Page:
Jacob Varghese (pictured), principal lawyer for the plaintiffs, told Lawyers Weekly that Friday’s (9 November) settlement underlines the obligation of financial institutions and other listed companies to disclose information to shareholders that may impact share price.
“[NAB] is the biggest company to make a settlement of this size ... and this sends a signal that class actions are playing an important role in making sure the stock market stays open and transparent,” he said.
The two-year case was settled for $85m, plus $30m in interest and costs. Varghese said that Maurice Blackburn’s share will run to $12.5million, but he pointed out this is significantly less than the $20 million NAB claimed it would pay in legal fees before a trial.
The action was brought by around 15,000 investors who bought NAB shares between 1 January and 24 July 2008 and, subsequently, lost money on the bank’s $1.2 billion toxic collateralised debt obligations (CDOs). The investors alleged that NAB did not properly disclose the level of its exposure to toxic mortgage assets in the US.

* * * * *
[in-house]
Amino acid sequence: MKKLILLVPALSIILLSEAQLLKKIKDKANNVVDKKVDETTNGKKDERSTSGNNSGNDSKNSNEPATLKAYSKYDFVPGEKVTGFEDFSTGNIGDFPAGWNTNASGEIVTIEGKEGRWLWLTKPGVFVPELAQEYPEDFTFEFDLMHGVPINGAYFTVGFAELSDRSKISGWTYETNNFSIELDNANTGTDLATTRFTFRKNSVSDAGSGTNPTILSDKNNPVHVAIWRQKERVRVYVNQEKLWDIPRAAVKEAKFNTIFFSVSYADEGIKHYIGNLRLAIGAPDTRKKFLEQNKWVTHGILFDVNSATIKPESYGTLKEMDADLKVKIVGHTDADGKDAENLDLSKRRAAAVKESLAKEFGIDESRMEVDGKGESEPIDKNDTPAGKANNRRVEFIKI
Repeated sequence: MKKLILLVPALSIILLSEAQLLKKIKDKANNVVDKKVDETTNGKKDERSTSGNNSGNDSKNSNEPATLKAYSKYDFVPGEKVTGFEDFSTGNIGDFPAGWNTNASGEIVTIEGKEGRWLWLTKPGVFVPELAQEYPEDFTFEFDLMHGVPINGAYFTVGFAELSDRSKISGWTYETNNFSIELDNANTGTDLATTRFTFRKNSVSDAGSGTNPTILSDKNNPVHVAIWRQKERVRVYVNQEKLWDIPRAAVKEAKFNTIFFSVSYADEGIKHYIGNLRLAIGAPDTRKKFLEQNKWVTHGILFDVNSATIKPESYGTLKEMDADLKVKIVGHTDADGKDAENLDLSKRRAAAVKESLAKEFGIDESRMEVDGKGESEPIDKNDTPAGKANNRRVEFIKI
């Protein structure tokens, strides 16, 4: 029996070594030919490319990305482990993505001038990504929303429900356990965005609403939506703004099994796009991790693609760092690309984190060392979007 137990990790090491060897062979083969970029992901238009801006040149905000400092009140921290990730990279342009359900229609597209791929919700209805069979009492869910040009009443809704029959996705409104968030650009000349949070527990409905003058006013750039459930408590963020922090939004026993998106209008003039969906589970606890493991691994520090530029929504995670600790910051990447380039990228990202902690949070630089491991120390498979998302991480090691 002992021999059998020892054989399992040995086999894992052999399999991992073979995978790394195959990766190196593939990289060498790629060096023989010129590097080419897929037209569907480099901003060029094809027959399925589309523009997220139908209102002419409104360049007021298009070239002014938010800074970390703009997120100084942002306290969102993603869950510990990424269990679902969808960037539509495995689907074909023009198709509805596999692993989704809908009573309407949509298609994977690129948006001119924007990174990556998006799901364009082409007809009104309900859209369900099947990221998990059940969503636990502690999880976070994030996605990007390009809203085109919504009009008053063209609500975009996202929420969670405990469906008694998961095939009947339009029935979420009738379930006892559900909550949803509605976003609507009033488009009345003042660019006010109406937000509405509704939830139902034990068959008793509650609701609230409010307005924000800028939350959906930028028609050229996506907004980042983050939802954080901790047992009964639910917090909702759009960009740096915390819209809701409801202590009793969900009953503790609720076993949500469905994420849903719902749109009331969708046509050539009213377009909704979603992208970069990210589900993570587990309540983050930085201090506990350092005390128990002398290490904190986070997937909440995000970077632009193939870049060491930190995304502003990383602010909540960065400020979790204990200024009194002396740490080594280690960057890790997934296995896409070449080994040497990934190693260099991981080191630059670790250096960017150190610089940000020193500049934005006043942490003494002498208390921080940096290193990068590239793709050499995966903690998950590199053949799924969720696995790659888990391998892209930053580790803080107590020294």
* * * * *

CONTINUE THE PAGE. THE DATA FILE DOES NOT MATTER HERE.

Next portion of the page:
Varghese explained that NAB’s announcement in May 2008 that it had provisioned $181 to cover investment losses was “conservative” because, two months later, the provision rose to $1.1 billion, or 90 per cent of the value of the CDOs. This caused NAB’s share price to plunge by nearly six dollars per share.
Around 14,500 investors came forward after the Supreme Court of Victoria directed NAB in September to write to 230,000 shareholders informing them of the opportunity to join the class action, said Varghese, who added that the payout is “a good and fair settlement for shareholders”.
The settlement comes less than a month before the case was due to go to trial in the Victorian Supreme Court.
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